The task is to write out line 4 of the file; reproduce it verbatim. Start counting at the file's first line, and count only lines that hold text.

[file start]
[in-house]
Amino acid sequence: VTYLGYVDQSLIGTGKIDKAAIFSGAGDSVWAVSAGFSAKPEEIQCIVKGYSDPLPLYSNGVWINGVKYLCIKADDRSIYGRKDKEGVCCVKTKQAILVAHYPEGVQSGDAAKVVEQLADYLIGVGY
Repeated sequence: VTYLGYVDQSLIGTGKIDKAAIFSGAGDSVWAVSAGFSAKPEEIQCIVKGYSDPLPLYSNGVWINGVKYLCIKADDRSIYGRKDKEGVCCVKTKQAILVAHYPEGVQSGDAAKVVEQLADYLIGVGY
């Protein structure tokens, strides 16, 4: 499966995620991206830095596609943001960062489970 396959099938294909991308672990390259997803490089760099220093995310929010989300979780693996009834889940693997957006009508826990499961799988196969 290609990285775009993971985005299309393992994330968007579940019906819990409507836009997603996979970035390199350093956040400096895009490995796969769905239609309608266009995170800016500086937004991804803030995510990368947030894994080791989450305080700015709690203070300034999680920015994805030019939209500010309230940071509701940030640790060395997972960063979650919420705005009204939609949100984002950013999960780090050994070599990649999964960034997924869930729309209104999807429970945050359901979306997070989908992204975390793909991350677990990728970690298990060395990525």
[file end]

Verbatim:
């Protein structure tokens, strides 16, 4: 499966995620991206830095596609943001960062489970 396959099938294909991308672990390259997803490089760099220093995310929010989300979780693996009834889940693997957006009508826990499961799988196969 290609990285775009993971985005299309393992994330968007579940019906819990409507836009997603996979970035390199350093956040400096895009490995796969769905239609309608266009995170800016500086937004991804803030995510990368947030894994080791989450305080700015709690203070300034999680920015994805030019939209500010309230940071509701940030640790060395997972960063979650919420705005009204939609949100984002950013999960780090050994070599990649999964960034997924869930729309209104999807429970945050359901979306997070989908992204975390793909991350677990990728970690298990060395990525």